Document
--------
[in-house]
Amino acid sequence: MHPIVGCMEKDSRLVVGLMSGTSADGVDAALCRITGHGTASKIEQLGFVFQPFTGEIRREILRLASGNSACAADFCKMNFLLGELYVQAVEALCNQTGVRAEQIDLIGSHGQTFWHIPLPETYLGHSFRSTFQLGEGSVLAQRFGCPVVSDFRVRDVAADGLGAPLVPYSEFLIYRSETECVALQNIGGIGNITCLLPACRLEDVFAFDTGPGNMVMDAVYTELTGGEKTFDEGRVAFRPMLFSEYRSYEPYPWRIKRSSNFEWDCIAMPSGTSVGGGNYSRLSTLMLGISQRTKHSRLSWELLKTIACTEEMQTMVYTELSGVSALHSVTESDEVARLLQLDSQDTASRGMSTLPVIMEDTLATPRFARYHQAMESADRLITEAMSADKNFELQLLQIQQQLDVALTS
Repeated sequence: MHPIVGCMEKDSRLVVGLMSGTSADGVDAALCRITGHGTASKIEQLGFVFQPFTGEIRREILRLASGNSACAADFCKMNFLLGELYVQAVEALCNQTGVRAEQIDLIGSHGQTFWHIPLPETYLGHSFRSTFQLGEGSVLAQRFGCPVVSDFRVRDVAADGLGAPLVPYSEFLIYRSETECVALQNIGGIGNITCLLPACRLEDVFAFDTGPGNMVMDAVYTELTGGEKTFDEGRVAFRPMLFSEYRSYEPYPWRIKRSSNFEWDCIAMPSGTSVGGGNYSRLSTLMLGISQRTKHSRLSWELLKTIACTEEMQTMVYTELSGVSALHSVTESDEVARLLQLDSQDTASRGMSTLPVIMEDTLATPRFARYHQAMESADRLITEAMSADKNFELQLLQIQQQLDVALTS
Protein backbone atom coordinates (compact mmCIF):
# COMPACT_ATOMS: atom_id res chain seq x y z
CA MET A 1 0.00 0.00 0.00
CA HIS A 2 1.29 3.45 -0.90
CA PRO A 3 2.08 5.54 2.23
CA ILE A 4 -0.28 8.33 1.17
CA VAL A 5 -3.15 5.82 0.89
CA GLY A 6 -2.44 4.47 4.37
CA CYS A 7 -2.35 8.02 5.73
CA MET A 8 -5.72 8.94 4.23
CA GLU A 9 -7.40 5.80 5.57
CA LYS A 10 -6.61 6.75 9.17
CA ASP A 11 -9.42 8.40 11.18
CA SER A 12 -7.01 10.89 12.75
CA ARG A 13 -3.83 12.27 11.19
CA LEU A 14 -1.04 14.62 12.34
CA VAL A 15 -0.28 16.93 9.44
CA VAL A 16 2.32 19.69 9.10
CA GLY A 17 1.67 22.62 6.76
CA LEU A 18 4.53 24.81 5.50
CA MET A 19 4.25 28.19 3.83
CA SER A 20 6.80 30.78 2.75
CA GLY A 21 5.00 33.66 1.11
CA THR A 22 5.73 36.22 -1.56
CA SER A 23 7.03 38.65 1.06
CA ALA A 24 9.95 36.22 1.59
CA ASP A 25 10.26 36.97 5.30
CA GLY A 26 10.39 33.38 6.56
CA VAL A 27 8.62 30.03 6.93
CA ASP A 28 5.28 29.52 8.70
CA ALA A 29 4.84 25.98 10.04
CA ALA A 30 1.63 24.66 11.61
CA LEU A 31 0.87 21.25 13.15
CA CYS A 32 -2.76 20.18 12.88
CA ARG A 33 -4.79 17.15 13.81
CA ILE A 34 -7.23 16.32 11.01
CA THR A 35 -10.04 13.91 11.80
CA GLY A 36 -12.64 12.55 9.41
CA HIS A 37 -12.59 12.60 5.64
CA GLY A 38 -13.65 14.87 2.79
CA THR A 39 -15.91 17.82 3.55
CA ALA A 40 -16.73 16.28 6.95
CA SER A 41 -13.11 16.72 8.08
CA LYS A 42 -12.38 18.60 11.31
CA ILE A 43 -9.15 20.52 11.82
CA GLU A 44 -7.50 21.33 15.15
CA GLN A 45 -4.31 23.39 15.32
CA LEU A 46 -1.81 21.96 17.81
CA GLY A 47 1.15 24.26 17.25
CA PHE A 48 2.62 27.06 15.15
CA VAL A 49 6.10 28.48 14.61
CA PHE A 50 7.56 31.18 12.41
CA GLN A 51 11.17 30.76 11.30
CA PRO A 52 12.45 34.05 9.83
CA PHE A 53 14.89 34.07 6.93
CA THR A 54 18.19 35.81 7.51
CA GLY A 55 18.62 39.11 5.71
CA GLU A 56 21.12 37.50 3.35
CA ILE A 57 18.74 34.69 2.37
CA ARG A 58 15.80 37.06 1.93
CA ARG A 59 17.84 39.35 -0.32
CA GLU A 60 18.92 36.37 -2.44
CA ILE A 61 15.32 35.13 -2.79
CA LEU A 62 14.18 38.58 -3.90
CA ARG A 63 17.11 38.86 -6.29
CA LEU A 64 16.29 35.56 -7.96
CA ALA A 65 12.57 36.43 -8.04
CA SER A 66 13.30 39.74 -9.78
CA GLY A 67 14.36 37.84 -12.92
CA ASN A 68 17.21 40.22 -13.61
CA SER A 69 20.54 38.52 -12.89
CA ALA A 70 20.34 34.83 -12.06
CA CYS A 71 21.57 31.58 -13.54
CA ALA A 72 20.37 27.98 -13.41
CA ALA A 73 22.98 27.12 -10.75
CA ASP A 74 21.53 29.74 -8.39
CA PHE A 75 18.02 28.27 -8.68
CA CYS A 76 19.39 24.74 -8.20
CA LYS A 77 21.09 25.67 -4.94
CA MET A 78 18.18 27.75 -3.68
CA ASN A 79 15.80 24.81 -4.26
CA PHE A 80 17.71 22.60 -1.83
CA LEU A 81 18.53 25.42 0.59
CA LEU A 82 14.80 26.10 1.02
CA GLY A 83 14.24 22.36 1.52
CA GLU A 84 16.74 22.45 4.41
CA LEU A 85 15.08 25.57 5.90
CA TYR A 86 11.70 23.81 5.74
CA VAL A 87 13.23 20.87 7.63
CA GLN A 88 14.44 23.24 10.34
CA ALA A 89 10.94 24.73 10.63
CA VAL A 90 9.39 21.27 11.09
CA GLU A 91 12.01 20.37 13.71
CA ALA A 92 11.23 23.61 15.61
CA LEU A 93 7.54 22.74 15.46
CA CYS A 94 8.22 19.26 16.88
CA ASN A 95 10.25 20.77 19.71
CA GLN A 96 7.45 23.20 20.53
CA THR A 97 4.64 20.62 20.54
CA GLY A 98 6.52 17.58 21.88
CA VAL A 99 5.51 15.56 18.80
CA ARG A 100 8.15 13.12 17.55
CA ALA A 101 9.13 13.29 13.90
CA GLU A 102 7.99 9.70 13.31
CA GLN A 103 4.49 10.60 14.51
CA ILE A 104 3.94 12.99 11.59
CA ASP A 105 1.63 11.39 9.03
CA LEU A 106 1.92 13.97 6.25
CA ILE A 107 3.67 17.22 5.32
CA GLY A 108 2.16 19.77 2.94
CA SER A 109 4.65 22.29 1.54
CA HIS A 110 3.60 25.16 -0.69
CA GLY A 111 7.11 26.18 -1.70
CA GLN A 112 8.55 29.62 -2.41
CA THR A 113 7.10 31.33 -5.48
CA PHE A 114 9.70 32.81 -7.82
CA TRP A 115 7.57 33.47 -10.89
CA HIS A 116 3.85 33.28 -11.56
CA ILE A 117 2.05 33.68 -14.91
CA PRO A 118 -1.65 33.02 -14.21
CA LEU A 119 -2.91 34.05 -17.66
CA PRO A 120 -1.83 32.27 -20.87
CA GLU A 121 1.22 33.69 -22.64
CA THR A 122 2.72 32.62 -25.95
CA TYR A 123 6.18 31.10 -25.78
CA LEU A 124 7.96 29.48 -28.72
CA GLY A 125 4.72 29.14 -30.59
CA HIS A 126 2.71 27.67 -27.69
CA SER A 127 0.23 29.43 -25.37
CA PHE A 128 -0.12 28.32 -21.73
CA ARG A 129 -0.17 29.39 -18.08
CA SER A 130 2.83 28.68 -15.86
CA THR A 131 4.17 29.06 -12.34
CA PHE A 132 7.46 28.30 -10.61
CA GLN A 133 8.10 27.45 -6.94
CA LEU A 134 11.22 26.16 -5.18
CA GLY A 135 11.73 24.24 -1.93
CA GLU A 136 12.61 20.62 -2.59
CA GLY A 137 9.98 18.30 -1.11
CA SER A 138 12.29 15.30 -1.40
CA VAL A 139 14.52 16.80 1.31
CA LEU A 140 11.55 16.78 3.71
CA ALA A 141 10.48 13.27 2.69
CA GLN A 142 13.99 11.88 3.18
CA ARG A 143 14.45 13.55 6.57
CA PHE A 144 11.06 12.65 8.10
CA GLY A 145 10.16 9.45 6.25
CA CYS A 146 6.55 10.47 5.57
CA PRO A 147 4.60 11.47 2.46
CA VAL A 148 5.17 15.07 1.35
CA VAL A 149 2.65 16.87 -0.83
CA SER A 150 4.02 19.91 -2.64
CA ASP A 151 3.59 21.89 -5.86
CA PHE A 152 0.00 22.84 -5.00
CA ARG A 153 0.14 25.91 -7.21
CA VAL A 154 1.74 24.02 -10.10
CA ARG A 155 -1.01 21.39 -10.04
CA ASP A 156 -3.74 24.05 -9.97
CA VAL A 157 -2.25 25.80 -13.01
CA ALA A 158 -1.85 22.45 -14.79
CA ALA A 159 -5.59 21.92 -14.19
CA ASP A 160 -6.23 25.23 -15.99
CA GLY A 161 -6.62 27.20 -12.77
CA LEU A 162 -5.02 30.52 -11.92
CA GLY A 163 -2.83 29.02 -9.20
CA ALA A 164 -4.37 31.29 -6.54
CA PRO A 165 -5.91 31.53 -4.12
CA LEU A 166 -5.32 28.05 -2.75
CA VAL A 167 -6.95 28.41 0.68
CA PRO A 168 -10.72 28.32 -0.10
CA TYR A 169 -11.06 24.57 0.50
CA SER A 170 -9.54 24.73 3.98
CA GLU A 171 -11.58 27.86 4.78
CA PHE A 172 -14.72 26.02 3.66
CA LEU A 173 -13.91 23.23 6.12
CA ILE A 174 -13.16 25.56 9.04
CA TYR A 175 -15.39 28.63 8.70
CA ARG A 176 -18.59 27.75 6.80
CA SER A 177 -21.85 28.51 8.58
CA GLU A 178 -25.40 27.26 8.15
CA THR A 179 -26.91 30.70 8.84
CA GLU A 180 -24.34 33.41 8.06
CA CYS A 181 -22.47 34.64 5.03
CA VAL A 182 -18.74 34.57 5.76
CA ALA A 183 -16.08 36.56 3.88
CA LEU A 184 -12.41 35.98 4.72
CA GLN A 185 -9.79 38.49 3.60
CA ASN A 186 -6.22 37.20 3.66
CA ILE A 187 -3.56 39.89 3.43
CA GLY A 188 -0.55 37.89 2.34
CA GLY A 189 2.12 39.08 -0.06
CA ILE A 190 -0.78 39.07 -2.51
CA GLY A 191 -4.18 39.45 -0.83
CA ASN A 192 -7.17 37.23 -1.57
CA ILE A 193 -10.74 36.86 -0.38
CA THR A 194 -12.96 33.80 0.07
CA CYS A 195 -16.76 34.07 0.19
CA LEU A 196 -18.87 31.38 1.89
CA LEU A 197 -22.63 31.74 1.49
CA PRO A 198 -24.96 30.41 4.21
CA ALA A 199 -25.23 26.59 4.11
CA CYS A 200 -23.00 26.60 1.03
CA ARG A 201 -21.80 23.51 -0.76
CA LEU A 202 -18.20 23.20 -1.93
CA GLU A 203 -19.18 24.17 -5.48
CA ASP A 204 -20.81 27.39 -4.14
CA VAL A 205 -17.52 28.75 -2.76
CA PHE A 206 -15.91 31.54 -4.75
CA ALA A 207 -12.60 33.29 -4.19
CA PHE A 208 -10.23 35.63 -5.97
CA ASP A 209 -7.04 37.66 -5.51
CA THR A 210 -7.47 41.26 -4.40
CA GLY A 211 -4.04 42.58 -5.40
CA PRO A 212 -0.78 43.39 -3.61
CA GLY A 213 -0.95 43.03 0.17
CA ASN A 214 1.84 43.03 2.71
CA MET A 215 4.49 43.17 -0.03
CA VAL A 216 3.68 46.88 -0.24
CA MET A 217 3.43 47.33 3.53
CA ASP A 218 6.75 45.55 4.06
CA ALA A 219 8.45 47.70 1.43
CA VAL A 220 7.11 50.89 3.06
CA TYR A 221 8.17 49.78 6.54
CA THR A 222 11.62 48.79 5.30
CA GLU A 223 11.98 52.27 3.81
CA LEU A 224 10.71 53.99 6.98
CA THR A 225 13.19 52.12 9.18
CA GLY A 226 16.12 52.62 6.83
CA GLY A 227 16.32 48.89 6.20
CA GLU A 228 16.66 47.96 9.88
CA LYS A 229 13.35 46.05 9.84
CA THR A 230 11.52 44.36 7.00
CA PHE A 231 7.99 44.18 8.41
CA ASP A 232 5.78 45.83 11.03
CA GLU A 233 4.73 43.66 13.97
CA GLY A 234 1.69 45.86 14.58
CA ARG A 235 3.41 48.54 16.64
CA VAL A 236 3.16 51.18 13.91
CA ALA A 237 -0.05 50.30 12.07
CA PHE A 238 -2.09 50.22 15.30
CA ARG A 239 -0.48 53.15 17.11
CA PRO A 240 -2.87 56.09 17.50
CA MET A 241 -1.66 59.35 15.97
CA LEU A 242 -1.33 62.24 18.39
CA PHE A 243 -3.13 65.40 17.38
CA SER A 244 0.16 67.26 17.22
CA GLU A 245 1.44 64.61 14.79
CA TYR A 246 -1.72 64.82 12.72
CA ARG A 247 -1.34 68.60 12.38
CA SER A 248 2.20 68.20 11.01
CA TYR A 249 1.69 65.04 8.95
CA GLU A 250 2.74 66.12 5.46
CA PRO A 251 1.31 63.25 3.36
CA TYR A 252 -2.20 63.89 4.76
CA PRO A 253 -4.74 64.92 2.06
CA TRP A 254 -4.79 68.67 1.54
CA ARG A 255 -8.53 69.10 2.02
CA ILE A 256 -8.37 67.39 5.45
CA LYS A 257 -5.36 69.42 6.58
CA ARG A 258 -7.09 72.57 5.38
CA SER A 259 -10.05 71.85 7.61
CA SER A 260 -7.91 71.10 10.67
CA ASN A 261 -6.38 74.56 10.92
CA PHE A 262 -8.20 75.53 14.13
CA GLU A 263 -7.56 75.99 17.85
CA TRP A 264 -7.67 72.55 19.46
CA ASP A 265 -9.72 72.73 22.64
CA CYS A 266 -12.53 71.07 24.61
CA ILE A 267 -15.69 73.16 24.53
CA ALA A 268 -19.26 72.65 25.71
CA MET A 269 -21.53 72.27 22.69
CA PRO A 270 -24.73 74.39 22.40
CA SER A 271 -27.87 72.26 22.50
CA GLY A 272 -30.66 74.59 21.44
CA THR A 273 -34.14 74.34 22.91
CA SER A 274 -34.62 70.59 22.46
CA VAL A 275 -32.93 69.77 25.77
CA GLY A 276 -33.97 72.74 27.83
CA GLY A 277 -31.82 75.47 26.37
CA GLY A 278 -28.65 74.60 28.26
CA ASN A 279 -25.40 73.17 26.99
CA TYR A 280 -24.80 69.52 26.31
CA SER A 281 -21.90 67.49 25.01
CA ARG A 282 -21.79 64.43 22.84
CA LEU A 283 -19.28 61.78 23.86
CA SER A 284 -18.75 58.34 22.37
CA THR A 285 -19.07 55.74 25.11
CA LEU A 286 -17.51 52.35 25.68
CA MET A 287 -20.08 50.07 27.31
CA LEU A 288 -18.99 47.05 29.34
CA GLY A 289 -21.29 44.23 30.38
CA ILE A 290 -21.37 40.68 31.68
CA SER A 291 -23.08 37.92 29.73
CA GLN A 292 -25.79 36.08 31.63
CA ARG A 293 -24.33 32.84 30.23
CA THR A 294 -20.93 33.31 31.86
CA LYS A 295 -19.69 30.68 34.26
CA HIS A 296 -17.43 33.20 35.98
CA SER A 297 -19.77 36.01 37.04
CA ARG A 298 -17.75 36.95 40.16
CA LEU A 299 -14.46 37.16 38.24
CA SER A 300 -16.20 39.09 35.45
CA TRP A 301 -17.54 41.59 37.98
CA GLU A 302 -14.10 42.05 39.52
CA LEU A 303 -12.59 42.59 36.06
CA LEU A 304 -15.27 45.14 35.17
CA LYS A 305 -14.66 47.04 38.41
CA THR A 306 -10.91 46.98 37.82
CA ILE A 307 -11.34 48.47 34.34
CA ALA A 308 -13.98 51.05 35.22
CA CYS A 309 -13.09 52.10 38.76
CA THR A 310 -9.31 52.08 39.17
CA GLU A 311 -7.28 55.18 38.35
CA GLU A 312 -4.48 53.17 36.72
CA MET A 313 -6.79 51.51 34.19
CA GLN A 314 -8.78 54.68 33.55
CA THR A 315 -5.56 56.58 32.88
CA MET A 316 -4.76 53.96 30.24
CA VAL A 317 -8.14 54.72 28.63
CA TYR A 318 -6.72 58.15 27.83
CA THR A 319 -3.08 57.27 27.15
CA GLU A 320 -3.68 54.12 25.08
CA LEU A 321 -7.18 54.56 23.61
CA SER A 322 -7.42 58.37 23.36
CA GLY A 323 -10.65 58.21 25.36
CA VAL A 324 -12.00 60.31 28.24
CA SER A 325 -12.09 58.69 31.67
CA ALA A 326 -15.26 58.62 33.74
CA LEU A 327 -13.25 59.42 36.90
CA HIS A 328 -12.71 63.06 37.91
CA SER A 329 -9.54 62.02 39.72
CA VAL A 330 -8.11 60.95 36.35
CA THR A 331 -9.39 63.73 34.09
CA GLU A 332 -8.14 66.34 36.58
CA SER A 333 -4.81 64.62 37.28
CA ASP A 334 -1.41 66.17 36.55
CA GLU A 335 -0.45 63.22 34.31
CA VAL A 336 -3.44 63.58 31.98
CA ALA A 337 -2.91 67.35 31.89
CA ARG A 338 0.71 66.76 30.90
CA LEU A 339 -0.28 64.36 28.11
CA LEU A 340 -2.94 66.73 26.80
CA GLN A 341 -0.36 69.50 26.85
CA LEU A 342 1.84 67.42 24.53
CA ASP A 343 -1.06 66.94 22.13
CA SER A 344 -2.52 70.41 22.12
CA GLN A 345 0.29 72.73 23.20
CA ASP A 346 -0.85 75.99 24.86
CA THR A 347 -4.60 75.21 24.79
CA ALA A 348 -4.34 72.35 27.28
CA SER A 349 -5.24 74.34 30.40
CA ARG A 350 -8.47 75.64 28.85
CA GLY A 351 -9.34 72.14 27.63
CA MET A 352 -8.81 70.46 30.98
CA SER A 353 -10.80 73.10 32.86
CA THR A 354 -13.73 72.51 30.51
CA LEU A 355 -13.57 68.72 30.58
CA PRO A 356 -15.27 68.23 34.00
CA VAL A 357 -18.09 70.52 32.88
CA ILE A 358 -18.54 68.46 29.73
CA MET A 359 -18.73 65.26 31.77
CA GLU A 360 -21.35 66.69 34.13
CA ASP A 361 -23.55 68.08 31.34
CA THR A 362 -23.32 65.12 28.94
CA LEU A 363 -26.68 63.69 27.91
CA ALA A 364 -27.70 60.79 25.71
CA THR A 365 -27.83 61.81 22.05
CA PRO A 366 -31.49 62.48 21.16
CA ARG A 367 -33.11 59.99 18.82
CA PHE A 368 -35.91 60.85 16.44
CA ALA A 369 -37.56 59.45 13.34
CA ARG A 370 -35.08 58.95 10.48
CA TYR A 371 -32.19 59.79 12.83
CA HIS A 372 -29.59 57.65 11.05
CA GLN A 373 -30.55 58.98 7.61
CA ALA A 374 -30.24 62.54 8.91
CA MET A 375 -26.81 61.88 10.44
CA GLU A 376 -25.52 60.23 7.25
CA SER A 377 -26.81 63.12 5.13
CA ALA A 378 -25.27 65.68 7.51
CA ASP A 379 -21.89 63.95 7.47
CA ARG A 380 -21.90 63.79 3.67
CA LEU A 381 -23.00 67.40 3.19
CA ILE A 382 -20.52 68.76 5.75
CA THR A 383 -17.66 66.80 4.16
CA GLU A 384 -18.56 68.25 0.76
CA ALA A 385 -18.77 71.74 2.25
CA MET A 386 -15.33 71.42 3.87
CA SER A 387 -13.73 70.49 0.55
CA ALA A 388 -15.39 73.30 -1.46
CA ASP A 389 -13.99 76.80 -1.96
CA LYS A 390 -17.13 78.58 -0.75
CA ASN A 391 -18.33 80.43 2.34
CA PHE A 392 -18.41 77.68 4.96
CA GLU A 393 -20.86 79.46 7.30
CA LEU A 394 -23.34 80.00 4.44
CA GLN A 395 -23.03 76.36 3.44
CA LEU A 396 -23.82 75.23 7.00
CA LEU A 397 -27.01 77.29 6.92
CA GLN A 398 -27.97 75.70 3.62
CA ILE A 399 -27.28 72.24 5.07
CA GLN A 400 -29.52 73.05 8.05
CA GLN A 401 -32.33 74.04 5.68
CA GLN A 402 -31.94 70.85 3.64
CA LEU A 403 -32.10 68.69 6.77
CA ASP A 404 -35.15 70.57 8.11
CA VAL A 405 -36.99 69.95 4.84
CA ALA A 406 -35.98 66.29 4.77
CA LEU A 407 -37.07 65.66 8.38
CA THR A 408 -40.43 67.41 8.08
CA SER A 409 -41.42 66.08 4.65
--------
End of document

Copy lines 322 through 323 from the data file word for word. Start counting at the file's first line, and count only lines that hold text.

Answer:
CA VAL A 317 -8.14 54.72 28.63
CA TYR A 318 -6.72 58.15 27.83